The Future is Handmade

Cottage industry can save the planet. How?

First of all, cottage industry reduces consumption. Things manufactured by hand, by middle class craftspeople cost more, and last longer. So, as in the old days - you covet something, think about it, learn about the maker, save for it, and when you are ready, you purchase it. Because it costs more, you are more likely to take care of it. Because it is well made, you will take it with you when you move (and it won't fall apart). Because it is well made, and well designed, you may even give it to your kids.

Second, cottage industry is produced locally: Cottage industry is much more likely to source materials locally. Local industries, local distributors, and other local makers all benefit from a strong local cottage industry. Not to mention, these workers live in middle class communities everywhere. They spend money directly in the economy - on housing, entertainment, in restaurants. There are no high paid executives that spend their money offshore, on luxury goods, or simply hoard wealth. There are no questionable foreign labour practices that are exploited in the name of profit. Cottage industry makers tend to have a passion for what they produce, and they often have passion for their local communities.

Third, cottage industry cares about the environment. On the most basic level, North American industry conforms to North American environmental practices. There are no alarming "out of sight"
environmental practices that are exploited in foreign countries. But more than that, artisan craftspeople tend to be very aware of the environmental consequences of what they produce, and usually choose materials and processes that are less harmful to their health and the environment around them. Many artisans also tend to aspire to be "green" in their own lives. By supporting the artist, you are also supporting these kind of choices.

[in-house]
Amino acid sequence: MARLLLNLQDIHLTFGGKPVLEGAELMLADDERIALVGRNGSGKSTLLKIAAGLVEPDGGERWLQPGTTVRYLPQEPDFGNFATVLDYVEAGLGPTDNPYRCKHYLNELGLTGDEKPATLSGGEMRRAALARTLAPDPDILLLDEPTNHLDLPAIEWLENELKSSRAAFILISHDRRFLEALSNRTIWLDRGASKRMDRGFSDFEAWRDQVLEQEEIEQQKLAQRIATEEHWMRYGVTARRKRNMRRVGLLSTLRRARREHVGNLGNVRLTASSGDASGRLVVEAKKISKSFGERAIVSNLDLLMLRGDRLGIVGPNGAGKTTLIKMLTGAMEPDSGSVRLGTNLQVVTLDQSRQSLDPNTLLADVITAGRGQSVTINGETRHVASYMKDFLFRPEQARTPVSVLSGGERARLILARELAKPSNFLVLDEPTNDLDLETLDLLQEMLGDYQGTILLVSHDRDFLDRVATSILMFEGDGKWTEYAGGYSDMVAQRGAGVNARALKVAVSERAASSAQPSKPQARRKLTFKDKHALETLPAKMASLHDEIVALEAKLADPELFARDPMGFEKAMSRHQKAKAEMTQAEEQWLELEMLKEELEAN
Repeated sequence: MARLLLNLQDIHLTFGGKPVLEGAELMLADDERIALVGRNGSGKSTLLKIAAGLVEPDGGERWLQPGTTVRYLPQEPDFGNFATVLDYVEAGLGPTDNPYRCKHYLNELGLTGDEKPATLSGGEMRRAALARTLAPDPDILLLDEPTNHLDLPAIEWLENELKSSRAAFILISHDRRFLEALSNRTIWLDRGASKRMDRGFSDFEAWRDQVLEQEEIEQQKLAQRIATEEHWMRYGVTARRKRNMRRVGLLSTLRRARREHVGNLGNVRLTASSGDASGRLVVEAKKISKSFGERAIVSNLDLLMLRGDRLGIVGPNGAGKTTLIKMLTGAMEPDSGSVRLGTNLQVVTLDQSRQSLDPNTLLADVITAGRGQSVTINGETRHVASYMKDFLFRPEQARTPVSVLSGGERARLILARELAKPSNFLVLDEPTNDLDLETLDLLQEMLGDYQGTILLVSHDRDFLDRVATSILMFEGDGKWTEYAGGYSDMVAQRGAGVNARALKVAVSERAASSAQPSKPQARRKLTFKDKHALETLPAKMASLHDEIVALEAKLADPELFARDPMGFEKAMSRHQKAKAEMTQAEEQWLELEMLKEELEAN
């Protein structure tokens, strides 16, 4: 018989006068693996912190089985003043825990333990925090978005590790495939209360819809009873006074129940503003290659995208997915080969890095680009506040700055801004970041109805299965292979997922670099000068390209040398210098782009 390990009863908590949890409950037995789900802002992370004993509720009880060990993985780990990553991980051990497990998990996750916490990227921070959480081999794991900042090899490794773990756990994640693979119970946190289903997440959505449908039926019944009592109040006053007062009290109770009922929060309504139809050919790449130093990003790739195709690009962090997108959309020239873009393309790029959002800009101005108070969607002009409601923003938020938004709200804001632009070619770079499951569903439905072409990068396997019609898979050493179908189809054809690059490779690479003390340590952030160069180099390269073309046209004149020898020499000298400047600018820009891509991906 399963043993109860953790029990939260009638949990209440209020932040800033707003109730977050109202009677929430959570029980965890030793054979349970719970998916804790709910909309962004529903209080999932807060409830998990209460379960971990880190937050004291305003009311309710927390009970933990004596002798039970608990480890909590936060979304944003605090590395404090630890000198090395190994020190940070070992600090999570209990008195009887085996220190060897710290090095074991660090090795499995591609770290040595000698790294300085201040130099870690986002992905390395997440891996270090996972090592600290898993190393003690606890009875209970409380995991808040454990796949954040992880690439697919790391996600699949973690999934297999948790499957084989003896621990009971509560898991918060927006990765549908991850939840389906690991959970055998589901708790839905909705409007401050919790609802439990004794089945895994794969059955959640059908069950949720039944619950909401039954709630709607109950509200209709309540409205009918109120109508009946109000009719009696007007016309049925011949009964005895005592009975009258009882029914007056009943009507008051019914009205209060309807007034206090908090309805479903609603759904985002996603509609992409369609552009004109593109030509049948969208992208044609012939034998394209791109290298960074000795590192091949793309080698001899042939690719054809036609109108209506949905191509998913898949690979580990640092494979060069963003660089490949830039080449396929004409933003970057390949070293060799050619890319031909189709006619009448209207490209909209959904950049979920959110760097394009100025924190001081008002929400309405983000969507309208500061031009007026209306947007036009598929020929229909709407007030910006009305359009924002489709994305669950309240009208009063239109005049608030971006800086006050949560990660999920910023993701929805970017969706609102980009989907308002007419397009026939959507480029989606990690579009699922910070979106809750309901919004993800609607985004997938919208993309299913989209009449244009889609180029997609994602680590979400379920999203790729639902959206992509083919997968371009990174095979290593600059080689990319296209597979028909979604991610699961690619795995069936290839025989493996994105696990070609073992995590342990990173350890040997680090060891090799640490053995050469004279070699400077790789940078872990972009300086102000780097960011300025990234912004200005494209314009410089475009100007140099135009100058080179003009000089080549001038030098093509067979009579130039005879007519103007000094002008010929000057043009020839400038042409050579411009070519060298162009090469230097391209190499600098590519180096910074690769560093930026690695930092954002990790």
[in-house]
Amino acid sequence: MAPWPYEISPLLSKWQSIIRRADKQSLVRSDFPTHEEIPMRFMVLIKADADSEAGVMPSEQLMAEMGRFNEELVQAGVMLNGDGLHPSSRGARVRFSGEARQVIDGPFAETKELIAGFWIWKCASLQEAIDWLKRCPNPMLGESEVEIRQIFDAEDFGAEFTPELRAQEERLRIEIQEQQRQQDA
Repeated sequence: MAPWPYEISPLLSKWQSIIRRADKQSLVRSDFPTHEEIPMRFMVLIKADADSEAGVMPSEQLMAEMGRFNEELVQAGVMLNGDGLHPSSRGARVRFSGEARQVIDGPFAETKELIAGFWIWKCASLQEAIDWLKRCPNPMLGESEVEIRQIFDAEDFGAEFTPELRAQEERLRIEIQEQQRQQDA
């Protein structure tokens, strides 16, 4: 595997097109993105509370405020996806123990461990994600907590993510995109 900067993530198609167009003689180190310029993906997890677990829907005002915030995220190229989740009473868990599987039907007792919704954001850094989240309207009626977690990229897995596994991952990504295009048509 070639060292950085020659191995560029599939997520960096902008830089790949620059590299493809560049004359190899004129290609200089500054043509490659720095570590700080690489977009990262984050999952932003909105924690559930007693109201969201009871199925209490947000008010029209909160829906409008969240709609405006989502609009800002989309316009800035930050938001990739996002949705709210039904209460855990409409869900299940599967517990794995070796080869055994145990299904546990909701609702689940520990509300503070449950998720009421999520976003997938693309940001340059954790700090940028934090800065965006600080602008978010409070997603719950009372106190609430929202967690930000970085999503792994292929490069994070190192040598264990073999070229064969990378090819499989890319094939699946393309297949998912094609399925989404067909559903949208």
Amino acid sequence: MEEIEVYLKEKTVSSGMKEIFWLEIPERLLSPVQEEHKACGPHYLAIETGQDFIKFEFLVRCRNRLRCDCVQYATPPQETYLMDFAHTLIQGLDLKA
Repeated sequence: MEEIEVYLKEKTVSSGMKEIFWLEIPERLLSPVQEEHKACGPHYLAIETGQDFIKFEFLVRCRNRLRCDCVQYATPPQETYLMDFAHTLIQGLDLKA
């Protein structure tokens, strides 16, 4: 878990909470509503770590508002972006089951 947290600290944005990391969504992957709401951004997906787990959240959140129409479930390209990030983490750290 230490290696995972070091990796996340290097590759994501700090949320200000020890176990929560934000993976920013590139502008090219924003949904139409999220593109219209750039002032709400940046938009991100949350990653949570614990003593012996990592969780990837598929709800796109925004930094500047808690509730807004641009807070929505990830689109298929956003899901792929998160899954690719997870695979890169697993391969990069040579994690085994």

Fourth, cottage industry could save local economies. Regional diversity could begin to emerge again as local aesthetics and specialities once again develop. These would not only emerge as a result of schools of thought, but also as a result of locally available materials, expertise and even climate. Furniture, textiles, ceramic goods or artisan foods (among many other things) may all become regional specialities that begin to redefine regions - and will combat the homogeneity of the big boxes and multinational chains that are steamrollering over all that makes our regions unique.

In many ways, the industrial revolution has run its course. Our material industrial capacity far exceeds our material needs. Industry's response has been increasingly short cycles of designed obsolescence - with increasingly fewer people benefiting from all this consumption. Thinking ahead, sheer consumption cannot sustain perpetual economic growth - everything is finite. Instead, we could place more value on beauty, and on the skill of our artisans. It is still a marvel what human hands can produce and a connection with the maker embeds value in an item. We could reinvigorate something that has been missing in North America for some time now - pride. Pride in design. Pride in innovation. Pride in craftsmanship. There is no shortage of talented, and eager young creatives in North America - people who would love to make a living with their minds and their hands. Stop feeding the bear that is rampaging through the village - buy handmade. Save the planet.


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